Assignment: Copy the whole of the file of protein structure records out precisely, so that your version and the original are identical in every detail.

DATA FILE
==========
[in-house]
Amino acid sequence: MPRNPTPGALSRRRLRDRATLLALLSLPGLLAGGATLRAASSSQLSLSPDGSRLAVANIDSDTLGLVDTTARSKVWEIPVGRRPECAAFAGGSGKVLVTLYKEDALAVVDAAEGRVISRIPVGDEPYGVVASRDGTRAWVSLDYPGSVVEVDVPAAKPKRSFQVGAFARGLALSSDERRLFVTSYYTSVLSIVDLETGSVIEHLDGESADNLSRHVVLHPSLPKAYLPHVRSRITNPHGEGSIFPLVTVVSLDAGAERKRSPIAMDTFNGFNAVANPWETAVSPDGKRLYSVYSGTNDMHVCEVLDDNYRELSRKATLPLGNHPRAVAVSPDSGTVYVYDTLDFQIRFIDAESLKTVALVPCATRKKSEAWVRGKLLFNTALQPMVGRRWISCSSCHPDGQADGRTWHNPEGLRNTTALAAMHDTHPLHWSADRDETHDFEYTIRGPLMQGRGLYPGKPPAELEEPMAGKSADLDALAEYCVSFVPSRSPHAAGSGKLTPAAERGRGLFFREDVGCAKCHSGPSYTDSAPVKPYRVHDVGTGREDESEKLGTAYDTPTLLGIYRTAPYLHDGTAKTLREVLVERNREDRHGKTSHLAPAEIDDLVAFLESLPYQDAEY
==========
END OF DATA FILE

[in-house]
Amino acid sequence: MPRNPTPGALSRRRLRDRATLLALLSLPGLLAGGATLRAASSSQLSLSPDGSRLAVANIDSDTLGLVDTTARSKVWEIPVGRRPECAAFAGGSGKVLVTLYKEDALAVVDAAEGRVISRIPVGDEPYGVVASRDGTRAWVSLDYPGSVVEVDVPAAKPKRSFQVGAFARGLALSSDERRLFVTSYYTSVLSIVDLETGSVIEHLDGESADNLSRHVVLHPSLPKAYLPHVRSRITNPHGEGSIFPLVTVVSLDAGAERKRSPIAMDTFNGFNAVANPWETAVSPDGKRLYSVYSGTNDMHVCEVLDDNYRELSRKATLPLGNHPRAVAVSPDSGTVYVYDTLDFQIRFIDAESLKTVALVPCATRKKSEAWVRGKLLFNTALQPMVGRRWISCSSCHPDGQADGRTWHNPEGLRNTTALAAMHDTHPLHWSADRDETHDFEYTIRGPLMQGRGLYPGKPPAELEEPMAGKSADLDALAEYCVSFVPSRSPHAAGSGKLTPAAERGRGLFFREDVGCAKCHSGPSYTDSAPVKPYRVHDVGTGREDESEKLGTAYDTPTLLGIYRTAPYLHDGTAKTLREVLVERNREDRHGKTSHLAPAEIDDLVAFLESLPYQDAEY